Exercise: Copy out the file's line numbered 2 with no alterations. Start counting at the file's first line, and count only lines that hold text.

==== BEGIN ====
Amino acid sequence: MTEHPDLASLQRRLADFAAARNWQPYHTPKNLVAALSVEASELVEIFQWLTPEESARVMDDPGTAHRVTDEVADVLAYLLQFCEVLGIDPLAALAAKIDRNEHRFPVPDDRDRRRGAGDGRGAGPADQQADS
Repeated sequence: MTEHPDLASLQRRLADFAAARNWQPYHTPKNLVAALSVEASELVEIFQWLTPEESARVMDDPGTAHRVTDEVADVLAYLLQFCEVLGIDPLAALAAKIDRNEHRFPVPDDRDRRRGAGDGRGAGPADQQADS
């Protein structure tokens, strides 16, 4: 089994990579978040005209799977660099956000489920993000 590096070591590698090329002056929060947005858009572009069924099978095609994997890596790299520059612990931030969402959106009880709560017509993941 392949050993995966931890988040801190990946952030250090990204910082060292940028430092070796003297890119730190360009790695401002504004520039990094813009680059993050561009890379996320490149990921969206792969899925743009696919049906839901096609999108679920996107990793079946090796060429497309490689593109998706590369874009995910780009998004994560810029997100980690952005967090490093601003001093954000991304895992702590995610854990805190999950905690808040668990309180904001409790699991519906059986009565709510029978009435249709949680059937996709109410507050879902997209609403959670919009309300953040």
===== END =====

Repeated sequence: MTEHPDLASLQRRLADFAAARNWQPYHTPKNLVAALSVEASELVEIFQWLTPEESARVMDDPGTAHRVTDEVADVLAYLLQFCEVLGIDPLAALAAKIDRNEHRFPVPDDRDRRRGAGDGRGAGPADQQADS